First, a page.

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Perez to Arizona: A needed upgrade

Oliver Perez gives Arizona a much needed left-handed reliever.

Kirby Lee-USA TODAY Sports

Earlier today, the Arizona Diamondbacks handed once promising starter Oliver Perez a two-year deal worth $4.5 million. Now a reliever, Perez excelled in a resurgent stint with Seattle over the past two years, shaking off his horrid performance with the Mets and Nationals from 2009-2011. While Perez may be nothing more than a LOOGY, he brings quite a bit of value to Arizona's bullpen.

One of the major downfalls of the 2013 Arizona Diamondbacks was their bullpen, which posted the 7th worst FIP in baseball. They saw just three relievers reach the 40 inning mark AND put up a ERA+ of at least 100 (league-average). While Brad Ziegler, Josh Collmenter, and Will Harris were nice pieces to have, that trio is hardly enough to carry the bullpen on a team with postseason aspirations.

Arizona did a good job of refurbishing their relief crop this winter, trading for "proven closer" Addison Reed, extending Josh Collmenter and Brad Ziegler, and exiling Heath Bell. The upgrade from Bell to Reed alone could be worth two extra wins this year. It's also likely that they see a rebound campaign from David Hernandez, further development from Randall Delgado, and a return to health for JJ Putz. There's quite a bit to be optimistic about regarding Arizona's 2014 bullpen.

Still, the Diamondbacks had one glaring need: a left-hander.

Arizona's primary left-hander in 2013, Matt Reynolds, was excellent until mid-June (196 ERA+, 4.6 SO/BB), when he got hurt and underwent Tommy John surgery, ending his 2013 campaign and most likely sidelining him for much of this season. His replacement, Joe Thatcher (acquired from San Diego in last July's Ian Kennedy trade), was abysmal, pitching in 22 games, but throwing just 9.1 innings while surrendering 7 runs. He doesn't appear to be in Arizona's plans for 2014.

Perez appears to be a more than competent option to hold down the LOOGY role while Reynolds recovers, as his splits since becoming a reliever have favored a lefty-only role. Since joining the Mariners' bullpen in 2012, right-handed hitters have hit .237/.309/.411 off him, while left-handers have hit just .254/.346/.316. Left-handers have had an easier time reaching base against Perez, but they have struggled to hit for any power whatsoever. Obviously, Perez' ideal role is as a LOOGY, but his numbers aren't terrible against right-handers, which could give Arizona some versatility in their bullpen.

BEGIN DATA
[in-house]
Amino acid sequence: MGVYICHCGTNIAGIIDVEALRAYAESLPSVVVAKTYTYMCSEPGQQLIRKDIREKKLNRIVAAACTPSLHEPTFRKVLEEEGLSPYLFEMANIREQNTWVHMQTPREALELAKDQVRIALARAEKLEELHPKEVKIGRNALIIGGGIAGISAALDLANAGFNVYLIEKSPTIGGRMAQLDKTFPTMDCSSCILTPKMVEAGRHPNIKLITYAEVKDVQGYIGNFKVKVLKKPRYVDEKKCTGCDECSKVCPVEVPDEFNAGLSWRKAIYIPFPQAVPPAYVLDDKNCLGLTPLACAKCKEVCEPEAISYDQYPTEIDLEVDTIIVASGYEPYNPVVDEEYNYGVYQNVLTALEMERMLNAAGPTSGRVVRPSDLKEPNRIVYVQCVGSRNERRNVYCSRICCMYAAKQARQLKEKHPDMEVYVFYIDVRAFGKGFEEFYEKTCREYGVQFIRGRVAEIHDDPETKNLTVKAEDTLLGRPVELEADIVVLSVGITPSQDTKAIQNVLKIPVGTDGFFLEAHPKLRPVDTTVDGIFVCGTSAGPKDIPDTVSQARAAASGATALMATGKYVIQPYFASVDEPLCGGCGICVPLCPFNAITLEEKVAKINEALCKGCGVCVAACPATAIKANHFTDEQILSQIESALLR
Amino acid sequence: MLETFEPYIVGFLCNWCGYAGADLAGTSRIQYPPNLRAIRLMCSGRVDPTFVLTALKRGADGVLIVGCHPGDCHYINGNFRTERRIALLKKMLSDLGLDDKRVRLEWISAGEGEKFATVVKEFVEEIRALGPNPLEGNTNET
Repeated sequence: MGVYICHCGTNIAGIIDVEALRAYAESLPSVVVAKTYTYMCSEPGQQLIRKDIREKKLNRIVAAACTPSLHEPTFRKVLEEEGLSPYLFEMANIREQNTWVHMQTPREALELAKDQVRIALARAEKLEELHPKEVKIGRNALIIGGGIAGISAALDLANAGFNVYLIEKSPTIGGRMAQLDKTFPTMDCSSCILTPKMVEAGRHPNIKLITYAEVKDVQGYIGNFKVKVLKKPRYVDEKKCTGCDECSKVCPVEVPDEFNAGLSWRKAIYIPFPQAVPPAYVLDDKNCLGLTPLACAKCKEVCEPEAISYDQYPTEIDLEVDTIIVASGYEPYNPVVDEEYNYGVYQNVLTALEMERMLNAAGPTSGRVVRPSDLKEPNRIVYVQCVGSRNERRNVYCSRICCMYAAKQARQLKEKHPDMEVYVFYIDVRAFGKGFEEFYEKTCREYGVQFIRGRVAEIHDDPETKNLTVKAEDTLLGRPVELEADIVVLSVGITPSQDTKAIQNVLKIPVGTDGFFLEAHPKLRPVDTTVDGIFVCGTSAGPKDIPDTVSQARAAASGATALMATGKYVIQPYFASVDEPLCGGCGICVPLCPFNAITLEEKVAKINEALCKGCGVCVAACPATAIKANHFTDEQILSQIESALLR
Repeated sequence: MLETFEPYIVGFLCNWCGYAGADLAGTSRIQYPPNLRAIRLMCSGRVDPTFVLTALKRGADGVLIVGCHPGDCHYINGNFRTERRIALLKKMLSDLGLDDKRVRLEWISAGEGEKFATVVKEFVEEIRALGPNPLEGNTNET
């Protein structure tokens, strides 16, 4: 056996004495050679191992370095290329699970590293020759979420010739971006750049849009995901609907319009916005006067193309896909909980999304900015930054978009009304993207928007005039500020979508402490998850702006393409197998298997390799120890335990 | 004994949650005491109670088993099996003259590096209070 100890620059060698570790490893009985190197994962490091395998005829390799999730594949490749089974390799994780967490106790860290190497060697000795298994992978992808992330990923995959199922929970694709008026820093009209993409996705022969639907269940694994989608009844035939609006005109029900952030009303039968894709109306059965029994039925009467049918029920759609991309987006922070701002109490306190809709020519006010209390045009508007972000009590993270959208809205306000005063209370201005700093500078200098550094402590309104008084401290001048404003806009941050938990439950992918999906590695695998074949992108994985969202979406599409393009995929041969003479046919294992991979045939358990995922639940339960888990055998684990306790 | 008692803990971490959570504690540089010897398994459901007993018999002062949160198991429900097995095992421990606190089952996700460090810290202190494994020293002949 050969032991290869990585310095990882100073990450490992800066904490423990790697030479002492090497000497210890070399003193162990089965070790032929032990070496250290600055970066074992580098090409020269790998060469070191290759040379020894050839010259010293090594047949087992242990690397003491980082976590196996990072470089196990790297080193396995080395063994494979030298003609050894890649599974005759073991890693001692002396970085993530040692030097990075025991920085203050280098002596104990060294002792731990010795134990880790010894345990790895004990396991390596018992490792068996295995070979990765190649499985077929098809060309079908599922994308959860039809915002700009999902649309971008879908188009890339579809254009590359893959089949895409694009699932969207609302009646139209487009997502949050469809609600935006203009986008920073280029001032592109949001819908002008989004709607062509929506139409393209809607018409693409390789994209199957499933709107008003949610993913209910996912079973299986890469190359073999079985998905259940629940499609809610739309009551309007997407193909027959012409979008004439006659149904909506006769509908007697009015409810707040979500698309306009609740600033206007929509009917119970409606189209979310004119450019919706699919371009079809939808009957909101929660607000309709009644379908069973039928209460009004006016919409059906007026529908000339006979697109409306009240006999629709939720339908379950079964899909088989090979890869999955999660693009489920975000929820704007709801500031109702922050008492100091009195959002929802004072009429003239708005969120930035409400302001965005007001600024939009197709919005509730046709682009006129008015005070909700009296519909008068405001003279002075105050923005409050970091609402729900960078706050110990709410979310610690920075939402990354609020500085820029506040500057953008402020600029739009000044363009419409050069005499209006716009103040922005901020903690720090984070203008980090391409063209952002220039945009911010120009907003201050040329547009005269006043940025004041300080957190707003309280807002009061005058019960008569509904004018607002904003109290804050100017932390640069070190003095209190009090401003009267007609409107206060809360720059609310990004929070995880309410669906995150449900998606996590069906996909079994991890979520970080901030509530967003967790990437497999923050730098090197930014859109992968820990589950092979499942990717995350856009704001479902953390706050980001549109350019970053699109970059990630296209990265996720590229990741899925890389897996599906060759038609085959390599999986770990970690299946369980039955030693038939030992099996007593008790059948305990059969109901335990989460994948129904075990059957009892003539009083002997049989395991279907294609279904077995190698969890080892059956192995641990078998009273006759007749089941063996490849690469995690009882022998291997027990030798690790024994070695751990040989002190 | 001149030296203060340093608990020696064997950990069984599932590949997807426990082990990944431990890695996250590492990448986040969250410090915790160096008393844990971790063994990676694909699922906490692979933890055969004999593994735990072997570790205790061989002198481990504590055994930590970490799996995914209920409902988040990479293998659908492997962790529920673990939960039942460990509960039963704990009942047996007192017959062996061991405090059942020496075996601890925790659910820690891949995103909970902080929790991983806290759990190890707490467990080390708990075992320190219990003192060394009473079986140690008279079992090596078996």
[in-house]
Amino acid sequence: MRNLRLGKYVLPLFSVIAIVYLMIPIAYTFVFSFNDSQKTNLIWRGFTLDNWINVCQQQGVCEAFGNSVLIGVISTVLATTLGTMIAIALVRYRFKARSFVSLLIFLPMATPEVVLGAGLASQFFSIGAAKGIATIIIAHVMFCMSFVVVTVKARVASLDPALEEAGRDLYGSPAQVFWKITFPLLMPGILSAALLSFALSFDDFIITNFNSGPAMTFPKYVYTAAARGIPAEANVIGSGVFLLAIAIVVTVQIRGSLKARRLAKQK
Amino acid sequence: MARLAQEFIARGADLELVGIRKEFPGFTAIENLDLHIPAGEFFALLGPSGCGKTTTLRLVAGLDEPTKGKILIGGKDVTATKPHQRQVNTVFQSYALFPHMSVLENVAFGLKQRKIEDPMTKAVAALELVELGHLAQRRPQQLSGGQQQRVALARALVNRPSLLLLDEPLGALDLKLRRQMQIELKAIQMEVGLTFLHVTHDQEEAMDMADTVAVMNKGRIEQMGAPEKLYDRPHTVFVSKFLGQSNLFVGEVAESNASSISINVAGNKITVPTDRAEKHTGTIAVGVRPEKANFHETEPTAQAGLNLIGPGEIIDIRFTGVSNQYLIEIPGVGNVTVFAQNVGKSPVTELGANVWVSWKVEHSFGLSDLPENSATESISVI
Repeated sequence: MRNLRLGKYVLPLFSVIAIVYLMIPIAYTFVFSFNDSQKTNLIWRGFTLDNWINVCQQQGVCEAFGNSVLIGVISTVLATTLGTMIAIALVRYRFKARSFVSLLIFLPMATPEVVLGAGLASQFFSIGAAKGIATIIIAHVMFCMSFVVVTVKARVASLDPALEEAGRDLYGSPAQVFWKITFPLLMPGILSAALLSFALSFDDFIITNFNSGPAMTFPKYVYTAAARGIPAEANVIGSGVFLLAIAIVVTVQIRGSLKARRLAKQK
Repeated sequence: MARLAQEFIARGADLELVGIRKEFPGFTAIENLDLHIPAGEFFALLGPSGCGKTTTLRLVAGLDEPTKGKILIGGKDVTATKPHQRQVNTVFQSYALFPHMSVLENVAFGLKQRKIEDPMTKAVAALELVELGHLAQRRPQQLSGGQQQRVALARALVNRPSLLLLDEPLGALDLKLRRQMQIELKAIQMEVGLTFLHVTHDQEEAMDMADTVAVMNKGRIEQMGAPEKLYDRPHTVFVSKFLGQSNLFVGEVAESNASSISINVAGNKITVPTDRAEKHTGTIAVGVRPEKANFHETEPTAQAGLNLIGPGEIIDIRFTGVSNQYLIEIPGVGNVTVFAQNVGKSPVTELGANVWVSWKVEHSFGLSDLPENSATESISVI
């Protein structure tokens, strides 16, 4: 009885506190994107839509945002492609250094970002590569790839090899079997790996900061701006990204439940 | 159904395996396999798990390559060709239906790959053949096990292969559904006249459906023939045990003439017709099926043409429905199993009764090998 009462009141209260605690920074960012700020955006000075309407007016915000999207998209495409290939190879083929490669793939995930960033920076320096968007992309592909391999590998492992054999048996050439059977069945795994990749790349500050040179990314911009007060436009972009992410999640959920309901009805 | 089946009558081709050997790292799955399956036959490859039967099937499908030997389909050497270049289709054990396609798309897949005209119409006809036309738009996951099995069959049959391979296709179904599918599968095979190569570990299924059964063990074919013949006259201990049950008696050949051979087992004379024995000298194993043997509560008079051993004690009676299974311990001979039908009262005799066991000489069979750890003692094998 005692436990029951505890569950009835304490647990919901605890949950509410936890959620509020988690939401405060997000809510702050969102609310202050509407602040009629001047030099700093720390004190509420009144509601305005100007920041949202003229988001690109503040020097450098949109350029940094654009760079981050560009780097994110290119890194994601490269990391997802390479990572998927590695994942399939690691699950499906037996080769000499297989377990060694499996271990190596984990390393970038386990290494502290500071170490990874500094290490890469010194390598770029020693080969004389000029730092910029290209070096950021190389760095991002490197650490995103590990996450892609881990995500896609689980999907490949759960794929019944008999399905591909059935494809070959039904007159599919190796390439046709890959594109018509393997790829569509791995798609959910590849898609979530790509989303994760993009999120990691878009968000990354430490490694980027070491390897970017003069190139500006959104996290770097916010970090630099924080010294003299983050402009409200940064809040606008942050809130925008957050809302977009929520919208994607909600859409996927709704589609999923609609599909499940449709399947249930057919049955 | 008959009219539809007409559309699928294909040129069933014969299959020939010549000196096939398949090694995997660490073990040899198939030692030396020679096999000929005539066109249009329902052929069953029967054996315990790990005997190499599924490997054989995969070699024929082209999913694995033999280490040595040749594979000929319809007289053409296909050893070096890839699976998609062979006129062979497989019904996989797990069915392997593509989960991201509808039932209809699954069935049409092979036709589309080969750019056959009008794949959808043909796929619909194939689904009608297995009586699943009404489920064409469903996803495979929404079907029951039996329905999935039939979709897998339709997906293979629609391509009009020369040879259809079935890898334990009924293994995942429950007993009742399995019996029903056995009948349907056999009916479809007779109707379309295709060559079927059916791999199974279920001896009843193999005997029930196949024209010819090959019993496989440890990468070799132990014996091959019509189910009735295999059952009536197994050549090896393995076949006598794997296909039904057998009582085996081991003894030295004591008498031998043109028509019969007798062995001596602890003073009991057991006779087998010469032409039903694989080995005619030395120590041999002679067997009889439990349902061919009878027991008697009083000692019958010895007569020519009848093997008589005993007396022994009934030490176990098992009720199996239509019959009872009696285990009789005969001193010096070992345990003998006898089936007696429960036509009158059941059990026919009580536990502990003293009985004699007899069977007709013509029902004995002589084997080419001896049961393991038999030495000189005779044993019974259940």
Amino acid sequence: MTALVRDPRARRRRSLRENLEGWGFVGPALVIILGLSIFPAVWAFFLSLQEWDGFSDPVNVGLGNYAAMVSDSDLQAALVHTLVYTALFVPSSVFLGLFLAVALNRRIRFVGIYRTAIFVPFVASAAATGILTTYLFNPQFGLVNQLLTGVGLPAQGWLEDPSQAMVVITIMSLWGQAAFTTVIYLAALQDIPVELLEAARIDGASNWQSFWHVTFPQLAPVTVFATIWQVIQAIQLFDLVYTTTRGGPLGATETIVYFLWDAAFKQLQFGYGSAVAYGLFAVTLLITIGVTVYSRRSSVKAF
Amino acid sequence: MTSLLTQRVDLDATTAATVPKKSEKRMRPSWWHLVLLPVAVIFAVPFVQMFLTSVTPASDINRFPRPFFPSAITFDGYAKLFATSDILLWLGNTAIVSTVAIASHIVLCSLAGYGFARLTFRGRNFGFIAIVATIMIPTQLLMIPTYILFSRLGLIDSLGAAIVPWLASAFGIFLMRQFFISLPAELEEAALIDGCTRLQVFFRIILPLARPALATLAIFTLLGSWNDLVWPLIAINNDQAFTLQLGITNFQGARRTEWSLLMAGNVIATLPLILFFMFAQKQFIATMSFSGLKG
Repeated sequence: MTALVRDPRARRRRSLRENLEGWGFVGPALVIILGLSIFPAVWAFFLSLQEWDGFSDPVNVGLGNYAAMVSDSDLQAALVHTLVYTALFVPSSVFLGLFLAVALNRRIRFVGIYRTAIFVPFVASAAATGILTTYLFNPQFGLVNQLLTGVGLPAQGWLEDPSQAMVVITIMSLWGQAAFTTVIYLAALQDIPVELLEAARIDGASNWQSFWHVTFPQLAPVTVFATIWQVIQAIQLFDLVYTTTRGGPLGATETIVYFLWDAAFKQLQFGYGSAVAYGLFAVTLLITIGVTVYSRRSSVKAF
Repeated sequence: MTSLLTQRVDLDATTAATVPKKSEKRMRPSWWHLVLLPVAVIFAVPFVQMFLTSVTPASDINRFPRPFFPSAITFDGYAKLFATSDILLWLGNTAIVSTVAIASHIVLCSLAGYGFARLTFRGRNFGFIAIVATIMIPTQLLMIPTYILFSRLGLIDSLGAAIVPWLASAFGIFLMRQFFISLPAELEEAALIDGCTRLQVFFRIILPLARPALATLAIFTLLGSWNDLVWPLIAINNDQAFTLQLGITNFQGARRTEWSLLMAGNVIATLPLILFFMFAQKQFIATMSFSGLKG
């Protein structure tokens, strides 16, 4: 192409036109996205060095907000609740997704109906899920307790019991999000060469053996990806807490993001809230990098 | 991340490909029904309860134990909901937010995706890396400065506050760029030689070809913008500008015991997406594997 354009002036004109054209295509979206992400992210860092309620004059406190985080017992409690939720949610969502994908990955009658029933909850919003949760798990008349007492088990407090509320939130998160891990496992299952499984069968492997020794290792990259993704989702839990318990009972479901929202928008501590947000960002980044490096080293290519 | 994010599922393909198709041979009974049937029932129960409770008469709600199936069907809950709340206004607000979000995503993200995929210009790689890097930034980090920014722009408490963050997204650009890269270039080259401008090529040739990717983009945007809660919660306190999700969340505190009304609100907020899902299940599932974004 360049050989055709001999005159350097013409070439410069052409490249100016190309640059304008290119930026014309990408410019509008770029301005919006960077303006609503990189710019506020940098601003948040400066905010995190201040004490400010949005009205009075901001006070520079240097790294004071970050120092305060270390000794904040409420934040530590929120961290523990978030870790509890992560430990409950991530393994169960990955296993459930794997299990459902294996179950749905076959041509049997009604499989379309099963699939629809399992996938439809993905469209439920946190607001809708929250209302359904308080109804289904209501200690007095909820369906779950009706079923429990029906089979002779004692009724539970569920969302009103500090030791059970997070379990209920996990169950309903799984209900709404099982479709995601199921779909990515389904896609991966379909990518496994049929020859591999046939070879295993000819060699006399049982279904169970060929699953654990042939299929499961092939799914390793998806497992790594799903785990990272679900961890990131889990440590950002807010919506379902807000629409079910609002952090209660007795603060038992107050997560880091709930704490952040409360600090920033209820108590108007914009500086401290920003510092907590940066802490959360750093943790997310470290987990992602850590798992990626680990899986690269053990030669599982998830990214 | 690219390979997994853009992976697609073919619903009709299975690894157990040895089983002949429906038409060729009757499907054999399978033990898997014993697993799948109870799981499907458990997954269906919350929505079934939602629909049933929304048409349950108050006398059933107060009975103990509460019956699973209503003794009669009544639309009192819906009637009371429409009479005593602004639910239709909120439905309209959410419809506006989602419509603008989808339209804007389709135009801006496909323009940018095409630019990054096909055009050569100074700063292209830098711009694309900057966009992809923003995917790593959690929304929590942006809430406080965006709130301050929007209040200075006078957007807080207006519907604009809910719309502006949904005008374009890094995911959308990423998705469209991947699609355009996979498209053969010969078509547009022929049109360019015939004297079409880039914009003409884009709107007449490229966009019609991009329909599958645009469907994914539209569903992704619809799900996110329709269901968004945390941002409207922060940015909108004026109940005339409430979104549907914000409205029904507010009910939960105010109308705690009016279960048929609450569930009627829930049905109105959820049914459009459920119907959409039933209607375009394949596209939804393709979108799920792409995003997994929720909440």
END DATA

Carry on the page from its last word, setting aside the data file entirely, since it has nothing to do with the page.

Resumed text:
Perez also looks like a steal compared to the rest of the left-handed relief market this winter. Netting a $2.25 million AAV, his contract totals fall well short of the likes of Boone Logan (three-years, $16.5 million), Javier Lopez (three-years, $13 million), and JP Howell (two-years, $11.25 million). While all three received significantly more money than Perez, none of them is a significantly better pitcher

Javier Lopez 139 75.1 7.77 3.11 0.24 .294 2.15 2.73 1.3
J.P. Howell 122 112.1 7.69 3.61 0.72 .245 2.56 3.74 0.3
Oliver Perez 94 82.2 10.67 3.92 0.76 .333 3.16 3.14 1.3
Boone Logan 141 94.1 11.26 3.91 1.24 .304 3.53 3.73


Out of that quartet, Perez is tied with Lopez for the lead in WAR while also being second in both FIP and SO/9. He has the second highest innings-to-games pitched ratio among that group (0.87 innings per appearance), demonstrating his ability to be more than a true LOOGY like Lopez and Boone are. Compared to his peers, Perez may wind up being one of the best relief bargains of this offseason when all is said and done.

Obviously, Perez is a huge upgrade to Arizona's bullpen, and he comes at a relatively cheap price. All things point to a solid deal for the Diamondbacks here.